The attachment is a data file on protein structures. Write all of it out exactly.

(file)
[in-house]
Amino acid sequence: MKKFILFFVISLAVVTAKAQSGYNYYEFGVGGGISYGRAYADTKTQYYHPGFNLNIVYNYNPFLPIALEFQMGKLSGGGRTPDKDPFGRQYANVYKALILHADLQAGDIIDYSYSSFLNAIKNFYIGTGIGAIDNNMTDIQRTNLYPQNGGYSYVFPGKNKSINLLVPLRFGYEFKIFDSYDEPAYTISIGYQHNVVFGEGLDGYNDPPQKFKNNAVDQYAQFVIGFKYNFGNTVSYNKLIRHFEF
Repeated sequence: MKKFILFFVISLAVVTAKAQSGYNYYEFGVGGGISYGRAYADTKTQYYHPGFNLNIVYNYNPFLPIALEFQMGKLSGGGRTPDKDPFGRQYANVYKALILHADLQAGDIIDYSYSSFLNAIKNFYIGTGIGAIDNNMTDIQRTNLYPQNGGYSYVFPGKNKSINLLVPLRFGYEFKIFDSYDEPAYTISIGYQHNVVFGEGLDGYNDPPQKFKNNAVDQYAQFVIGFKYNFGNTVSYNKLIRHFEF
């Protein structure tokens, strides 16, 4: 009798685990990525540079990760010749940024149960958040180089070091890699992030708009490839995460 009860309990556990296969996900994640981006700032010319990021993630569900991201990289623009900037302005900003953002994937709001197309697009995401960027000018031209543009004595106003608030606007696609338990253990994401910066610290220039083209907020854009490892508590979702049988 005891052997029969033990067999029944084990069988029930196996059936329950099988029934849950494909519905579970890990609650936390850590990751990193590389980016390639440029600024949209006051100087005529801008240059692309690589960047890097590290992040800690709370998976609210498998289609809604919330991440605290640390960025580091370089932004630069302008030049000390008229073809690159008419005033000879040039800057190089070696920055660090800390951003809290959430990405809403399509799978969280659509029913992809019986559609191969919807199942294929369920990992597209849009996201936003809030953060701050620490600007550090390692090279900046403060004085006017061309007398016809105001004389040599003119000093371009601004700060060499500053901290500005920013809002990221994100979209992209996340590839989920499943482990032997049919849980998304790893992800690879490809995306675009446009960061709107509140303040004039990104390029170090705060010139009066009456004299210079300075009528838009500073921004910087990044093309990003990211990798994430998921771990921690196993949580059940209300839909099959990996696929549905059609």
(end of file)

[in-house]
Amino acid sequence: MKKFILFFVISLAVVTAKAQSGYNYYEFGVGGGISYGRAYADTKTQYYHPGFNLNIVYNYNPFLPIALEFQMGKLSGGGRTPDKDPFGRQYANVYKALILHADLQAGDIIDYSYSSFLNAIKNFYIGTGIGAIDNNMTDIQRTNLYPQNGGYSYVFPGKNKSINLLVPLRFGYEFKIFDSYDEPAYTISIGYQHNVVFGEGLDGYNDPPQKFKNNAVDQYAQFVIGFKYNFGNTVSYNKLIRHFEF
Repeated sequence: MKKFILFFVISLAVVTAKAQSGYNYYEFGVGGGISYGRAYADTKTQYYHPGFNLNIVYNYNPFLPIALEFQMGKLSGGGRTPDKDPFGRQYANVYKALILHADLQAGDIIDYSYSSFLNAIKNFYIGTGIGAIDNNMTDIQRTNLYPQNGGYSYVFPGKNKSINLLVPLRFGYEFKIFDSYDEPAYTISIGYQHNVVFGEGLDGYNDPPQKFKNNAVDQYAQFVIGFKYNFGNTVSYNKLIRHFEF
């Protein structure tokens, strides 16, 4: 009798685990990525540079990760010749940024149960958040180089070091890699992030708009490839995460 009860309990556990296969996900994640981006700032010319990021993630569900991201990289623009900037302005900003953002994937709001197309697009995401960027000018031209543009004595106003608030606007696609338990253990994401910066610290220039083209907020854009490892508590979702049988 005891052997029969033990067999029944084990069988029930196996059936329950099988029934849950494909519905579970890990609650936390850590990751990193590389980016390639440029600024949209006051100087005529801008240059692309690589960047890097590290992040800690709370998976609210498998289609809604919330991440605290640390960025580091370089932004630069302008030049000390008229073809690159008419005033000879040039800057190089070696920055660090800390951003809290959430990405809403399509799978969280659509029913992809019986559609191969919807199942294929369920990992597209849009996201936003809030953060701050620490600007550090390692090279900046403060004085006017061309007398016809105001004389040599003119000093371009601004700060060499500053901290500005920013809002990221994100979209992209996340590839989920499943482990032997049919849980998304790893992800690879490809995306675009446009960061709107509140303040004039990104390029170090705060010139009066009456004299210079300075009528838009500073921004910087990044093309990003990211990798994430998921771990921690196993949580059940209300839909099959990996696929549905059609």